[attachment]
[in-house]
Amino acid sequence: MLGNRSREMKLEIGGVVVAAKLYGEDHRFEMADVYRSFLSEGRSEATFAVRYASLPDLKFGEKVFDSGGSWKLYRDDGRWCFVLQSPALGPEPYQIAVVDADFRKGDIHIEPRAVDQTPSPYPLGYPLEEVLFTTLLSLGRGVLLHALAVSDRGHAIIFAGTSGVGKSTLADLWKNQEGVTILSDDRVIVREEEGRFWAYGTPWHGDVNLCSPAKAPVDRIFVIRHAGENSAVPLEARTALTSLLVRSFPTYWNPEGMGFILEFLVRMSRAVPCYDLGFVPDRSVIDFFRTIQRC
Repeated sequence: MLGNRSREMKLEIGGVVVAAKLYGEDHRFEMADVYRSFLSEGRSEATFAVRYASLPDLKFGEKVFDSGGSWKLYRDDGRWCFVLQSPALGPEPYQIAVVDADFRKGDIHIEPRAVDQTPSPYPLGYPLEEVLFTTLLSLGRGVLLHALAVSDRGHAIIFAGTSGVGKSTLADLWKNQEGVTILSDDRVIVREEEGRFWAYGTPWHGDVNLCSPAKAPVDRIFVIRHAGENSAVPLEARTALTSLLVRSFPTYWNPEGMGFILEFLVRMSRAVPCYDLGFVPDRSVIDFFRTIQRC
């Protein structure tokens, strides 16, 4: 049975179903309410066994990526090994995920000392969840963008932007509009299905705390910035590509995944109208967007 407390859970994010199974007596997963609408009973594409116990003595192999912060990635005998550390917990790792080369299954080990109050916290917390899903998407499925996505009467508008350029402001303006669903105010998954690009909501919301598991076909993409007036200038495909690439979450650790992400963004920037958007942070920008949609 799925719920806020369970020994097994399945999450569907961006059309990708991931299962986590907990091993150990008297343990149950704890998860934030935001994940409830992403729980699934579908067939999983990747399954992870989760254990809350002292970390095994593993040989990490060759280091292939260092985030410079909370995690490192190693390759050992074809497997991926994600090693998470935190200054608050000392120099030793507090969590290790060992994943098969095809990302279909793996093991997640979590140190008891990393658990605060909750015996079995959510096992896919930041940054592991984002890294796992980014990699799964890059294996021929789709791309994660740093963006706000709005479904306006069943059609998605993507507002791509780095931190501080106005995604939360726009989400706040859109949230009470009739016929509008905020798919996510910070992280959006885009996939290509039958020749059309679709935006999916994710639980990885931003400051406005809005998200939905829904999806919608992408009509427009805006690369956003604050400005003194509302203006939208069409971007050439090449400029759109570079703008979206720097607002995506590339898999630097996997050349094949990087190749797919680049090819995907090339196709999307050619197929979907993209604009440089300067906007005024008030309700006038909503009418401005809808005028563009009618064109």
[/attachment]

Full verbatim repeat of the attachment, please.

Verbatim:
[in-house]
Amino acid sequence: MLGNRSREMKLEIGGVVVAAKLYGEDHRFEMADVYRSFLSEGRSEATFAVRYASLPDLKFGEKVFDSGGSWKLYRDDGRWCFVLQSPALGPEPYQIAVVDADFRKGDIHIEPRAVDQTPSPYPLGYPLEEVLFTTLLSLGRGVLLHALAVSDRGHAIIFAGTSGVGKSTLADLWKNQEGVTILSDDRVIVREEEGRFWAYGTPWHGDVNLCSPAKAPVDRIFVIRHAGENSAVPLEARTALTSLLVRSFPTYWNPEGMGFILEFLVRMSRAVPCYDLGFVPDRSVIDFFRTIQRC
Repeated sequence: MLGNRSREMKLEIGGVVVAAKLYGEDHRFEMADVYRSFLSEGRSEATFAVRYASLPDLKFGEKVFDSGGSWKLYRDDGRWCFVLQSPALGPEPYQIAVVDADFRKGDIHIEPRAVDQTPSPYPLGYPLEEVLFTTLLSLGRGVLLHALAVSDRGHAIIFAGTSGVGKSTLADLWKNQEGVTILSDDRVIVREEEGRFWAYGTPWHGDVNLCSPAKAPVDRIFVIRHAGENSAVPLEARTALTSLLVRSFPTYWNPEGMGFILEFLVRMSRAVPCYDLGFVPDRSVIDFFRTIQRC
């Protein structure tokens, strides 16, 4: 049975179903309410066994990526090994995920000392969840963008932007509009299905705390910035590509995944109208967007 407390859970994010199974007596997963609408009973594409116990003595192999912060990635005998550390917990790792080369299954080990109050916290917390899903998407499925996505009467508008350029402001303006669903105010998954690009909501919301598991076909993409007036200038495909690439979450650790992400963004920037958007942070920008949609 799925719920806020369970020994097994399945999450569907961006059309990708991931299962986590907990091993150990008297343990149950704890998860934030935001994940409830992403729980699934579908067939999983990747399954992870989760254990809350002292970390095994593993040989990490060759280091292939260092985030410079909370995690490192190693390759050992074809497997991926994600090693998470935190200054608050000392120099030793507090969590290790060992994943098969095809990302279909793996093991997640979590140190008891990393658990605060909750015996079995959510096992896919930041940054592991984002890294796992980014990699799964890059294996021929789709791309994660740093963006706000709005479904306006069943059609998605993507507002791509780095931190501080106005995604939360726009989400706040859109949230009470009739016929509008905020798919996510910070992280959006885009996939290509039958020749059309679709935006999916994710639980990885931003400051406005809005998200939905829904999806919608992408009509427009805006690369956003604050400005003194509302203006939208069409971007050439090449400029759109570079703008979206720097607002995506590339898999630097996997050349094949990087190749797919680049090819995907090339196709999307050619197929979907993209604009440089300067906007005024008030309700006038909503009418401005809808005028563009009618064109």